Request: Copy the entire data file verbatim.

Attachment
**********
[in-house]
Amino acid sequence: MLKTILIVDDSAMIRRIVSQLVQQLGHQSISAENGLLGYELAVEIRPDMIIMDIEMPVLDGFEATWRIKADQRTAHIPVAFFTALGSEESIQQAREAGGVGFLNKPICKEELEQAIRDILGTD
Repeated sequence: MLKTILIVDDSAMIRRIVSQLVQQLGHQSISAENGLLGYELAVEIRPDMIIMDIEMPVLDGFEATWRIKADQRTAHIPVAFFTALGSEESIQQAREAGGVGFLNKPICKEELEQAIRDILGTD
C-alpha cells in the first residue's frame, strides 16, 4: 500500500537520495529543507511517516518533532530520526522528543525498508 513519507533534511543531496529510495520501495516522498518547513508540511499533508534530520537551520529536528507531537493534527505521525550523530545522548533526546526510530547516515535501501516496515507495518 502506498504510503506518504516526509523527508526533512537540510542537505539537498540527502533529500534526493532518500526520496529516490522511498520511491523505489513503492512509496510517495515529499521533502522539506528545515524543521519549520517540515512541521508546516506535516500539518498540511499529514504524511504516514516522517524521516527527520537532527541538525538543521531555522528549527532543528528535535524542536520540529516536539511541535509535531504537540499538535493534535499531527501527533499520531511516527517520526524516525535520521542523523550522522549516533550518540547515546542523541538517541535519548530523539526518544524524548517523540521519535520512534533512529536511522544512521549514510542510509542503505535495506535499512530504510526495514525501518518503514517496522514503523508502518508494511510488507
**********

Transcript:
[in-house]
Amino acid sequence: MLKTILIVDDSAMIRRIVSQLVQQLGHQSISAENGLLGYELAVEIRPDMIIMDIEMPVLDGFEATWRIKADQRTAHIPVAFFTALGSEESIQQAREAGGVGFLNKPICKEELEQAIRDILGTD
Repeated sequence: MLKTILIVDDSAMIRRIVSQLVQQLGHQSISAENGLLGYELAVEIRPDMIIMDIEMPVLDGFEATWRIKADQRTAHIPVAFFTALGSEESIQQAREAGGVGFLNKPICKEELEQAIRDILGTD
C-alpha cells in the first residue's frame, strides 16, 4: 500500500537520495529543507511517516518533532530520526522528543525498508 513519507533534511543531496529510495520501495516522498518547513508540511499533508534530520537551520529536528507531537493534527505521525550523530545522548533526546526510530547516515535501501516496515507495518 502506498504510503506518504516526509523527508526533512537540510542537505539537498540527502533529500534526493532518500526520496529516490522511498520511491523505489513503492512509496510517495515529499521533502522539506528545515524543521519549520517540515512541521508546516506535516500539518498540511499529514504524511504516514516522517524521516527527520537532527541538525538543521531555522528549527532543528528535535524542536520540529516536539511541535509535531504537540499538535493534535499531527501527533499520531511516527517520526524516525535520521542523523550522522549516533550518540547515546542523541538517541535519548530523539526518544524524548517523540521519535520512534533512529536511522544512521549514510542510509542503505535495506535499512530504510526495514525501518518503514517496522514503523508502518508494511510488507